In view of the assembling of a council of the Holy Orthodox Russian Church for the recasting of its internal ecclesiastical affairs during the coming Autumn and the approaching Fourth Lambeth Conference of Anglican Bishops in 1909, it would seem pre-eminently fitting that the letter of the Reverend Dr. Irvine, “On the Anglican Church’s Historical Claims, Doctrines, Discipline, Worship, etc.,” written to his Grace, the Most Reverend Archbishop Tikhon of North America and Aleutian Islands, shortly after the reception of Dr. Irvine into the Priesthood of the Holy Orthodox Catholic Church, should be reprinted; with the earnest hope that the cordial relations hitherto existing between the two Churches may be restored and, further, that something definite and explicit may be done by the Bishops of the respective Councils which, under the controlling guidance of the Holy Spirit, will make for righteousness and the reunion of Christendom.
The unhappy position of the Protestant Episcopal Church, as an integral part of the Anglican Communion, in allowing herself to be constantly and continuously classified with the Protestant bodies which have no Historical Episcopate, and scarcely ever, as she should, fearlessly asserting her Catholic and Apostolic heritage, has naturally permitted herself and the whole Anglican Communion to be grievously misunderstood by the Holy Eastern Church. And again, as Dr. Irvine most clearly points out, she has never zealously and unitedly “pressed her claims before the four Eastern Patriarchates” during the past “three hundred years.” The English Church and her daughter churches, with the Protestant Episcopal Church, after drifting along all these years, apparently content with herself in the self-depending knowledge of her own claims or, possibly in a spirit of indifference as to what others may think or say of these claims, finds herself to-day in the unique and notable position where she alone, amidst the entire religious world, Catholic and Protestant, acknowledges and maintains her historical claim of Catholic heritage and Apostolic continuity. She has been unjust to herself, and her Episcopate is to-day receiving the due reward of their own compromising weakness and failure in not safeguarding the Priesthood of their own Church, which looks to them for perpetuation and protection.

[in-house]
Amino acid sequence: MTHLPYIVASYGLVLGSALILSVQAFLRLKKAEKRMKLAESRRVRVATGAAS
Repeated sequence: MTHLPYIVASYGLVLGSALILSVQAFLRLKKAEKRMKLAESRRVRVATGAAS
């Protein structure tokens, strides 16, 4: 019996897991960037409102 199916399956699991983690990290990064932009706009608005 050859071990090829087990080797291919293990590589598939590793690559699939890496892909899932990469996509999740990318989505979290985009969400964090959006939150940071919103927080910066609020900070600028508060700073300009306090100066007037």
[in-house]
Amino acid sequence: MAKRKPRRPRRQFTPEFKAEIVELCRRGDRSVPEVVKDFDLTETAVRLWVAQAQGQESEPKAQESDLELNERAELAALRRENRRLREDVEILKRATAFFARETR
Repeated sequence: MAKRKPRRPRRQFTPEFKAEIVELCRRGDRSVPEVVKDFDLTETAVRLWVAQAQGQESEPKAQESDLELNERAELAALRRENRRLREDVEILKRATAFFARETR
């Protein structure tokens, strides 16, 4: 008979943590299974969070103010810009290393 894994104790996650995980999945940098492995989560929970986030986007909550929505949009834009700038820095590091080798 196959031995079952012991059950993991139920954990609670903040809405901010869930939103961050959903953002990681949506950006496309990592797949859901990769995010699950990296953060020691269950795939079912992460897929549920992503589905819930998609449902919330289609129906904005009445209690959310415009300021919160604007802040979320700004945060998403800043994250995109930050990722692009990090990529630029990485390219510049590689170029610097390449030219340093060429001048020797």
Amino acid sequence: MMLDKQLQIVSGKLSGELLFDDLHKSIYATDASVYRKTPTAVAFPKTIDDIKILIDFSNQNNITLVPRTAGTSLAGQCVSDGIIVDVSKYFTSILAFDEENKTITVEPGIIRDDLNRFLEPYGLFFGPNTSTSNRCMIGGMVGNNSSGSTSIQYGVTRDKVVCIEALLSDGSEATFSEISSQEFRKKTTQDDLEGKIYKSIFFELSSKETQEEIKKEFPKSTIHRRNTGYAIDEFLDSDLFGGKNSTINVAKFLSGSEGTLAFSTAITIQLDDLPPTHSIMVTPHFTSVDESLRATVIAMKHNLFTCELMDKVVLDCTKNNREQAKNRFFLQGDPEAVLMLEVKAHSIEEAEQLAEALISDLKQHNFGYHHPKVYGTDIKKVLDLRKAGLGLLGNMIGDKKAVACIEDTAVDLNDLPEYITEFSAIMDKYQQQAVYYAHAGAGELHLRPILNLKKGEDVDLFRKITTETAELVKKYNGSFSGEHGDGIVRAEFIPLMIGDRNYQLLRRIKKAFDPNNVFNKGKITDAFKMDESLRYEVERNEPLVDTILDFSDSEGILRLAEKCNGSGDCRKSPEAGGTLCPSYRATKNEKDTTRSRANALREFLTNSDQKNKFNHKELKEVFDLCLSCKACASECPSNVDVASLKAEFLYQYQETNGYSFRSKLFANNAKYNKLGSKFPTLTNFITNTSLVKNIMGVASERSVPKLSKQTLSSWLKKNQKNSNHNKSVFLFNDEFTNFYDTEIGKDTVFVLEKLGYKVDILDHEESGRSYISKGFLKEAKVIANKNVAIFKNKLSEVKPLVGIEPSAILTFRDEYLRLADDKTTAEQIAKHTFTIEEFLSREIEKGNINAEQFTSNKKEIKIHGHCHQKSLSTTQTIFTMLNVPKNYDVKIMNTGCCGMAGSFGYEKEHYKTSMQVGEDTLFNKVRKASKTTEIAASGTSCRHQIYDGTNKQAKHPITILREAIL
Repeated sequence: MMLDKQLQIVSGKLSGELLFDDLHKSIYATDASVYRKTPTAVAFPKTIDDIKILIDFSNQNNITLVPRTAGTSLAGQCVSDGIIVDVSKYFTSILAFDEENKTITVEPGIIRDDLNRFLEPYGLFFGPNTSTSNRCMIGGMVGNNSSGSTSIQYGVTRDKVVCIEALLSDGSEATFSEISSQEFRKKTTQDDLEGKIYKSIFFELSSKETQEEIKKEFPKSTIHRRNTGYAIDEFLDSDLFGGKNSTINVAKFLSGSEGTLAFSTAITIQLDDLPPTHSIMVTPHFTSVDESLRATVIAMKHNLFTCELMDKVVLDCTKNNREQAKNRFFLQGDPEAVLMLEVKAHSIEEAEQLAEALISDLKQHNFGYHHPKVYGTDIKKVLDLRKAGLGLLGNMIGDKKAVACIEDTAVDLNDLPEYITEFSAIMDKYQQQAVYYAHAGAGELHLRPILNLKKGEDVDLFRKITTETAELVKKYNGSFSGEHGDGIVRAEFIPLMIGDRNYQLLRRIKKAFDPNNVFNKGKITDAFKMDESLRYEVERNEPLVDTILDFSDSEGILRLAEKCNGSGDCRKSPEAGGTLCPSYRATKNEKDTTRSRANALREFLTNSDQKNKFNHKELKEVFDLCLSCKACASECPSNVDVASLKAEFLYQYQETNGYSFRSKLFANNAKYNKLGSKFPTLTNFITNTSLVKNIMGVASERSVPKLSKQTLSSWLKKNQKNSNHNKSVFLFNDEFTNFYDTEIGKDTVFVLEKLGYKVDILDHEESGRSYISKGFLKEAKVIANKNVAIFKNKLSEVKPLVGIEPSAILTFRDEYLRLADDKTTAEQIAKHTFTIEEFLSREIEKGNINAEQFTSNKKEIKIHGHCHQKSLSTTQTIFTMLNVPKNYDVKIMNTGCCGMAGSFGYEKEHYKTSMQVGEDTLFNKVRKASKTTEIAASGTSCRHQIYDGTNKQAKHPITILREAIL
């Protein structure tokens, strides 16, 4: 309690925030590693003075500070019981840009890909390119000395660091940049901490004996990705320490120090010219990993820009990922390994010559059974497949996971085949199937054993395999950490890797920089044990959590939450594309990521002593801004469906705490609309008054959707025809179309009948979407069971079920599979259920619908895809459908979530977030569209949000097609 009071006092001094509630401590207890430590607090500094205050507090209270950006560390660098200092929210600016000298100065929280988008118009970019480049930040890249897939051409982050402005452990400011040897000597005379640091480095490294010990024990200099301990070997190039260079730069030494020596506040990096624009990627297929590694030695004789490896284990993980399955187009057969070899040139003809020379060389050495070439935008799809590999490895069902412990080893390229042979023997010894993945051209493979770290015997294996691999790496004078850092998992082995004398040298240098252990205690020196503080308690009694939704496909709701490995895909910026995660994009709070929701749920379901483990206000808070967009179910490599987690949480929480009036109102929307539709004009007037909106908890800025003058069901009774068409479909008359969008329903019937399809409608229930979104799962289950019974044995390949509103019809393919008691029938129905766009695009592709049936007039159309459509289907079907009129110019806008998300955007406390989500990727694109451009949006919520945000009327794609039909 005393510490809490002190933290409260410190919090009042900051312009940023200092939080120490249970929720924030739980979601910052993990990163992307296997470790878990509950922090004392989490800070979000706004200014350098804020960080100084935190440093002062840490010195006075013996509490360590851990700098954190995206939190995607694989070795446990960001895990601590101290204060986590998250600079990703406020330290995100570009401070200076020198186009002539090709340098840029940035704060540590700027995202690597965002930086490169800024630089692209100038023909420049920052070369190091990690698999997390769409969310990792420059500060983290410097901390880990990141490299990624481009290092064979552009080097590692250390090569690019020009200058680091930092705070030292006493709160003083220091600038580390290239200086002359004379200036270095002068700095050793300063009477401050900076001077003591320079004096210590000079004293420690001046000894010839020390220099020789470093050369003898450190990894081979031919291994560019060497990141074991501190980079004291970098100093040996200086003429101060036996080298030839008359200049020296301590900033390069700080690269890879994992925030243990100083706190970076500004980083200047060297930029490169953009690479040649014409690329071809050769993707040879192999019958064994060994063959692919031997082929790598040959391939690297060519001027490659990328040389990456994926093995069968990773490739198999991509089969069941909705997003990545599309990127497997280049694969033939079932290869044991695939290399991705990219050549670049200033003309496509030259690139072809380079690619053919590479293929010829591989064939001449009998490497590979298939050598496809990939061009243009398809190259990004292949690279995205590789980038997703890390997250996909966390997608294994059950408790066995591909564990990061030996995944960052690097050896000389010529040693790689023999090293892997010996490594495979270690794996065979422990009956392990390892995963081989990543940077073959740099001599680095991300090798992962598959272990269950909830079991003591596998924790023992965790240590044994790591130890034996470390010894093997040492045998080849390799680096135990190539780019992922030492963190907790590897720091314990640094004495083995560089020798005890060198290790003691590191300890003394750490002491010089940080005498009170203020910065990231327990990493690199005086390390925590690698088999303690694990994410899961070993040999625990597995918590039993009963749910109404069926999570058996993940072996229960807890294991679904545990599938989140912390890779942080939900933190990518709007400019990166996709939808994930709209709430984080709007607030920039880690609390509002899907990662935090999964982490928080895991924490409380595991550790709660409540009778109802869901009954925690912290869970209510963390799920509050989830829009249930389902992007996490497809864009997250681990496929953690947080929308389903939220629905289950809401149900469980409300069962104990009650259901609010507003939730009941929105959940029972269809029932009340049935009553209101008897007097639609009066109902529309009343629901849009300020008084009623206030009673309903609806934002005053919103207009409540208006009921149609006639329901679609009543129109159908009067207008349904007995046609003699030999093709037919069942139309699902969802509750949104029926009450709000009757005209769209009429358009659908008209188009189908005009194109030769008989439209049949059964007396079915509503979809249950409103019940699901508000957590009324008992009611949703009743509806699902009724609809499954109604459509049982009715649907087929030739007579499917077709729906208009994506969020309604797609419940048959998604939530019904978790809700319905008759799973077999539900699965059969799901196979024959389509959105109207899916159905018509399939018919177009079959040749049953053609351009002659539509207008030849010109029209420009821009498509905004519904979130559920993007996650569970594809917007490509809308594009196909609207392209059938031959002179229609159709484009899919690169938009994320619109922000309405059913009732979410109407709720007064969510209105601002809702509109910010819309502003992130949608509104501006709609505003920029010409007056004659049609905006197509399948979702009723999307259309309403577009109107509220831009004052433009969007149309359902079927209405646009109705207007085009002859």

In ordaining Dr. Irvine to the Priesthood of the Holy Orthodox Church, his Grace, Archbishop Tikhon, acted, as he was morally and canonically bound to do, in strict obedience to the canonical and ancient usage of the Catholic Church, and the ordination has not been held sacreligious nor discourteous to the Anglican Church outside of one or more irresponsible Church newspapers and some individual ecclesiastics who wrote hastily and unfavorably of the action as doing harm to the cordial relations then obtaining between the Protestant Episcopal and Holy Orthodox Churches. Even the Presiding Bishop of the Protestant Episcopal Church, the Rt. Rev. Dr. Tuttle, in his individual protest to the President of the Holy Synod, seems to have moved unadvisedly as judging the act of Archbishop Tikhon intrusive and tending to disturb ecclesiastical relations when, in fact, no inter-communion really existed at the time or had ever existed.